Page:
Value

Value - Current Use, Value to Organizations
 
The Birkman Method® is a flexible assessment tool that can be fit in to many existing coaching, training, and human resources selection and development programs. The comprehensive reporting can be applied throughout the human resources process - hire to retire. Thus, the assessment is a single system for broad application.
 
Specifically, The Birkman Method® measures and describes individual differences in four primary structures - effective behaviors (Usual), social and environmental expectations and preferences (Needs), ineffective behaviors (Stress), and occupational interests (Interests).
 
The first three structures measure 11 behaviors each along the three dimensions (Usual, Needs, Stress).

  1. Usual Behavior - descriptors of an individual's own effective style of dealing with relationships and tasks. These behaviors are typically described as positive or effective in manner, though not necessarily in result. Each of the 11 Usual behavior scales are constructed as bipolar descriptors of style so that persons with a low value are described as approaching relationships and tasks in one manner and those with a high scale value are described as approaching them in an opposite, but equally effective manner.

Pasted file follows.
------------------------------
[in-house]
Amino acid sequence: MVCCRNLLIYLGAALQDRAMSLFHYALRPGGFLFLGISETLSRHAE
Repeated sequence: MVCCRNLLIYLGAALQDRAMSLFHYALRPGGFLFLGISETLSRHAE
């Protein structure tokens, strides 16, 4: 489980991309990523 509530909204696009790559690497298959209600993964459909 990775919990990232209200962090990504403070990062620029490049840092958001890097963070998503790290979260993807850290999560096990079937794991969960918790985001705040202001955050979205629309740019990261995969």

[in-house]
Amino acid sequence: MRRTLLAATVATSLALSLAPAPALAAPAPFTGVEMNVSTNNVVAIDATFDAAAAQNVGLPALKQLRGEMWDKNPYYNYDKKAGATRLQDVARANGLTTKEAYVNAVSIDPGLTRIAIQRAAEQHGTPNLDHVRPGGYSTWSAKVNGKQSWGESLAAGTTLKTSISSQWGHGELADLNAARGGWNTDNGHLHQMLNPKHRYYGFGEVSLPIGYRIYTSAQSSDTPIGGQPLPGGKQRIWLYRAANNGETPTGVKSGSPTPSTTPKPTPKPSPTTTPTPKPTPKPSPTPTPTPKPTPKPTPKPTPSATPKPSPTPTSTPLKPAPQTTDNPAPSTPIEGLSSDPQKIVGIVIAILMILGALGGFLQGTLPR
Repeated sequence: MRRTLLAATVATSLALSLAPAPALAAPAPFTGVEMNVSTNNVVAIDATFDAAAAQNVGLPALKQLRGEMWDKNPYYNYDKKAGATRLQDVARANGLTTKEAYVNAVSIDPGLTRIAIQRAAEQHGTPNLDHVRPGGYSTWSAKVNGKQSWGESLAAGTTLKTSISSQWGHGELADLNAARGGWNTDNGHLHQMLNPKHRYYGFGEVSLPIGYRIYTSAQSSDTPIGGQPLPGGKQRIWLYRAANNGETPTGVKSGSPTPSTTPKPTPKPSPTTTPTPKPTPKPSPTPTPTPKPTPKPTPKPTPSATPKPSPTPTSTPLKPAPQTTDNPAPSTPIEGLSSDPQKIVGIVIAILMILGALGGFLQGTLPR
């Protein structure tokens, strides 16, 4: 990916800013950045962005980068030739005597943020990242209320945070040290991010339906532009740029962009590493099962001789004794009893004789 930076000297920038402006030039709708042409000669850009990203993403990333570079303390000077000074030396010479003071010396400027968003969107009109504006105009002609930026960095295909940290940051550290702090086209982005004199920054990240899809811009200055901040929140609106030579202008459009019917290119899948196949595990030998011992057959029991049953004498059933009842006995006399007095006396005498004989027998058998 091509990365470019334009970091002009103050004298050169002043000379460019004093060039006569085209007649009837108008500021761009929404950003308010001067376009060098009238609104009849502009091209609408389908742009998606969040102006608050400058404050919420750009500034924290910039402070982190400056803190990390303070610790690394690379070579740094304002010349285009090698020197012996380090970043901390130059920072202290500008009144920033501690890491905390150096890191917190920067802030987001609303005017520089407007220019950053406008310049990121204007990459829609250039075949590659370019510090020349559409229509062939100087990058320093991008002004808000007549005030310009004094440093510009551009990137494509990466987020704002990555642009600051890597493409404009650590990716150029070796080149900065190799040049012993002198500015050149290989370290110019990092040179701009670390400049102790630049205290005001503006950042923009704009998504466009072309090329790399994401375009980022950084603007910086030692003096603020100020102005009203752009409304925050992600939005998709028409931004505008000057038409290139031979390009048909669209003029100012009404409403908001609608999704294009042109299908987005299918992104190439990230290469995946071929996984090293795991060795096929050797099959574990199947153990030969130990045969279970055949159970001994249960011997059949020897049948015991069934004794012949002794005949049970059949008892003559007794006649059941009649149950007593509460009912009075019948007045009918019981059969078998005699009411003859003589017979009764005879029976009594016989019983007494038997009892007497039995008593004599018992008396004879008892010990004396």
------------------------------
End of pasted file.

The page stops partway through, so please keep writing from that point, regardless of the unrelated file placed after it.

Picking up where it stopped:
2. Needs - descriptors of an individual's preferences or expectations of how relationships and tasks will be governed regardless of perceived social correctness. These 11 bipolar scales describe how the person wants or needs others to act toward them and what types of behaviors the person wants to be required to express for extended periods of time. Thus, the assessment draws a distinction between the "socially correct" behavior a person exhibits in formal or early contact situations and how the person wants to be treated by others. This distinction recognizes that significant numbers of people "know how to act" in a relationship or task but would rather have a life that didn't require that particular style of action from them for extended periods of time.
  3. Stress - descriptors of an individual's own ineffective style of dealing with relationships or tasks. These 11 behaviors typically describe "how he/she acts when under stress", "how he/she behaves when frustrated", or similar terms. It is described as ineffective, negative, and non-productive (or productive but costly in terms of relationships).

The fourth structure, Interests, describe an individual's expressed preference for job titles based on questionnaire instructions to assume equal economic reward. Interest scales describe an expressed motivational construct. Persons with high scale values tend to prefer to be engaged in activities consistent with the common responsibilities of the interest scale meaning. The scaling measures general interest, akin to job families, rather than attempting to measure interest in a specific job.